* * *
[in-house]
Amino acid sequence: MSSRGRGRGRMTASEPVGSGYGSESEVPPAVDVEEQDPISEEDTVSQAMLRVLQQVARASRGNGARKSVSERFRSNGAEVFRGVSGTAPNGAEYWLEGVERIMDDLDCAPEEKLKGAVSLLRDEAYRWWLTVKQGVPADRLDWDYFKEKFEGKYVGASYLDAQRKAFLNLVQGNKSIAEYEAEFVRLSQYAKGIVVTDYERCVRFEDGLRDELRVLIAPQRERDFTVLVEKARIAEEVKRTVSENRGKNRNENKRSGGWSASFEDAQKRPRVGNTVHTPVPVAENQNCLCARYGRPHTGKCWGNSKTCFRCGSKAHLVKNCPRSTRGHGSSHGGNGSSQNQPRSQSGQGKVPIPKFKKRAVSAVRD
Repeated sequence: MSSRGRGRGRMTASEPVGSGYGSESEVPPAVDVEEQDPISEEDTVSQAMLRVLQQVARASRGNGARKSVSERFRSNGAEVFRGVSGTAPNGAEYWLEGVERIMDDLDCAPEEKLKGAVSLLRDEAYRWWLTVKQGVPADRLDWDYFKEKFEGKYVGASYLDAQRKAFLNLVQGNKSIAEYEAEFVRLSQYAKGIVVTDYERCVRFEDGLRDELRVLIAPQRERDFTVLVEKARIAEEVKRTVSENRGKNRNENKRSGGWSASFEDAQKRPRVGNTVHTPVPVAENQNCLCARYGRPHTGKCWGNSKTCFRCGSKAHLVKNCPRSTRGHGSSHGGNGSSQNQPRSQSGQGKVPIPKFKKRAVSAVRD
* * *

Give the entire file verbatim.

[in-house]
Amino acid sequence: MSSRGRGRGRMTASEPVGSGYGSESEVPPAVDVEEQDPISEEDTVSQAMLRVLQQVARASRGNGARKSVSERFRSNGAEVFRGVSGTAPNGAEYWLEGVERIMDDLDCAPEEKLKGAVSLLRDEAYRWWLTVKQGVPADRLDWDYFKEKFEGKYVGASYLDAQRKAFLNLVQGNKSIAEYEAEFVRLSQYAKGIVVTDYERCVRFEDGLRDELRVLIAPQRERDFTVLVEKARIAEEVKRTVSENRGKNRNENKRSGGWSASFEDAQKRPRVGNTVHTPVPVAENQNCLCARYGRPHTGKCWGNSKTCFRCGSKAHLVKNCPRSTRGHGSSHGGNGSSQNQPRSQSGQGKVPIPKFKKRAVSAVRD
Repeated sequence: MSSRGRGRGRMTASEPVGSGYGSESEVPPAVDVEEQDPISEEDTVSQAMLRVLQQVARASRGNGARKSVSERFRSNGAEVFRGVSGTAPNGAEYWLEGVERIMDDLDCAPEEKLKGAVSLLRDEAYRWWLTVKQGVPADRLDWDYFKEKFEGKYVGASYLDAQRKAFLNLVQGNKSIAEYEAEFVRLSQYAKGIVVTDYERCVRFEDGLRDELRVLIAPQRERDFTVLVEKARIAEEVKRTVSENRGKNRNENKRSGGWSASFEDAQKRPRVGNTVHTPVPVAENQNCLCARYGRPHTGKCWGNSKTCFRCGSKAHLVKNCPRSTRGHGSSHGGNGSSQNQPRSQSGQGKVPIPKFKKRAVSAVRD